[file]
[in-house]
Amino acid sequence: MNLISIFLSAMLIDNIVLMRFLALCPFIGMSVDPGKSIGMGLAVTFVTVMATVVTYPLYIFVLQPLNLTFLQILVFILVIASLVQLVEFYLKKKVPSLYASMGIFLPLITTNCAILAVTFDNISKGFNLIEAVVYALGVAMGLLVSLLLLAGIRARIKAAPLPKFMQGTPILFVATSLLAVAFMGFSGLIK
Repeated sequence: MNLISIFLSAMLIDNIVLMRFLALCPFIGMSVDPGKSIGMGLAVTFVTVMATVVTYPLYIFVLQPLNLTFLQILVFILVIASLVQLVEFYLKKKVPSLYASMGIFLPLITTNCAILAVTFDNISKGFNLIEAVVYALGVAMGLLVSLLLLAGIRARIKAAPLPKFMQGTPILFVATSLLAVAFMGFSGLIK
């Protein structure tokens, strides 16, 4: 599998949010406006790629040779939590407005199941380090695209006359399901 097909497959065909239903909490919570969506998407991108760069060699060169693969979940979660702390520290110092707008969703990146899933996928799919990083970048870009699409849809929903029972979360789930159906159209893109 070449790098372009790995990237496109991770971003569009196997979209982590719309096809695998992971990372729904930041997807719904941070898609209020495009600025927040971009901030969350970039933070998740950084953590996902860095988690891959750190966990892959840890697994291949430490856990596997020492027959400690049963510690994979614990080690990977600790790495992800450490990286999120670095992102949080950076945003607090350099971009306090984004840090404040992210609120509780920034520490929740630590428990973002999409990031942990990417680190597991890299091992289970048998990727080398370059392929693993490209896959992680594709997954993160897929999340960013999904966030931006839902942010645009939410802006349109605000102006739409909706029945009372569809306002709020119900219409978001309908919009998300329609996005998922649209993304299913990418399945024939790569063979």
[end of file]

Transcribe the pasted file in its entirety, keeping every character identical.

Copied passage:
[in-house]
Amino acid sequence: MNLISIFLSAMLIDNIVLMRFLALCPFIGMSVDPGKSIGMGLAVTFVTVMATVVTYPLYIFVLQPLNLTFLQILVFILVIASLVQLVEFYLKKKVPSLYASMGIFLPLITTNCAILAVTFDNISKGFNLIEAVVYALGVAMGLLVSLLLLAGIRARIKAAPLPKFMQGTPILFVATSLLAVAFMGFSGLIK
Repeated sequence: MNLISIFLSAMLIDNIVLMRFLALCPFIGMSVDPGKSIGMGLAVTFVTVMATVVTYPLYIFVLQPLNLTFLQILVFILVIASLVQLVEFYLKKKVPSLYASMGIFLPLITTNCAILAVTFDNISKGFNLIEAVVYALGVAMGLLVSLLLLAGIRARIKAAPLPKFMQGTPILFVATSLLAVAFMGFSGLIK
């Protein structure tokens, strides 16, 4: 599998949010406006790629040779939590407005199941380090695209006359399901 097909497959065909239903909490919570969506998407991108760069060699060169693969979940979660702390520290110092707008969703990146899933996928799919990083970048870009699409849809929903029972979360789930159906159209893109 070449790098372009790995990237496109991770971003569009196997979209982590719309096809695998992971990372729904930041997807719904941070898609209020495009600025927040971009901030969350970039933070998740950084953590996902860095988690891959750190966990892959840890697994291949430490856990596997020492027959400690049963510690994979614990080690990977600790790495992800450490990286999120670095992102949080950076945003607090350099971009306090984004840090404040992210609120509780920034520490929740630590428990973002999409990031942990990417680190597991890299091992289970048998990727080398370059392929693993490209896959992680594709997954993160897929999340960013999904966030931006839902942010645009939410802006349109605000102006739409909706029945009372569809306002709020119900219409978001309908919009998300329609996005998922649209993304299913990418399945024939790569063979």